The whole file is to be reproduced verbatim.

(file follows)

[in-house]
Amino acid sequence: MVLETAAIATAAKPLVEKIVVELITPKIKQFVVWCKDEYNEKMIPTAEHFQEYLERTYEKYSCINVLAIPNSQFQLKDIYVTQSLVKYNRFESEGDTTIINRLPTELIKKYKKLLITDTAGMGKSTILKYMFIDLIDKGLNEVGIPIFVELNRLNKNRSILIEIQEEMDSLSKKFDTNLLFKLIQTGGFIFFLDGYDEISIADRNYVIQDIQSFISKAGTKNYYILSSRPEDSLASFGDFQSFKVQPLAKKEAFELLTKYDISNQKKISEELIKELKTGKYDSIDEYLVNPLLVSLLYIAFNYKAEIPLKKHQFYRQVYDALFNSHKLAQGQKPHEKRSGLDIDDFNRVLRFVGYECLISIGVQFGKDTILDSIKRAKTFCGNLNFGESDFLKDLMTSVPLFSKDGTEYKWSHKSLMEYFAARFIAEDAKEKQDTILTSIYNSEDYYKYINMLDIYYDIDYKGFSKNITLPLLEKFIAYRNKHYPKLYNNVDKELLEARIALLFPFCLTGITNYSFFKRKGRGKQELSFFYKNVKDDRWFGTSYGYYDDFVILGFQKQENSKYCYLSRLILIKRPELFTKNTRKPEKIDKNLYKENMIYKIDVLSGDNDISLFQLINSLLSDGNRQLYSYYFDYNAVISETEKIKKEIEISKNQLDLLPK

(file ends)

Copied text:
[in-house]
Amino acid sequence: MVLETAAIATAAKPLVEKIVVELITPKIKQFVVWCKDEYNEKMIPTAEHFQEYLERTYEKYSCINVLAIPNSQFQLKDIYVTQSLVKYNRFESEGDTTIINRLPTELIKKYKKLLITDTAGMGKSTILKYMFIDLIDKGLNEVGIPIFVELNRLNKNRSILIEIQEEMDSLSKKFDTNLLFKLIQTGGFIFFLDGYDEISIADRNYVIQDIQSFISKAGTKNYYILSSRPEDSLASFGDFQSFKVQPLAKKEAFELLTKYDISNQKKISEELIKELKTGKYDSIDEYLVNPLLVSLLYIAFNYKAEIPLKKHQFYRQVYDALFNSHKLAQGQKPHEKRSGLDIDDFNRVLRFVGYECLISIGVQFGKDTILDSIKRAKTFCGNLNFGESDFLKDLMTSVPLFSKDGTEYKWSHKSLMEYFAARFIAEDAKEKQDTILTSIYNSEDYYKYINMLDIYYDIDYKGFSKNITLPLLEKFIAYRNKHYPKLYNNVDKELLEARIALLFPFCLTGITNYSFFKRKGRGKQELSFFYKNVKDDRWFGTSYGYYDDFVILGFQKQENSKYCYLSRLILIKRPELFTKNTRKPEKIDKNLYKENMIYKIDVLSGDNDISLFQLINSLLSDGNRQLYSYYFDYNAVISETEKIKKEIEISKNQLDLLPK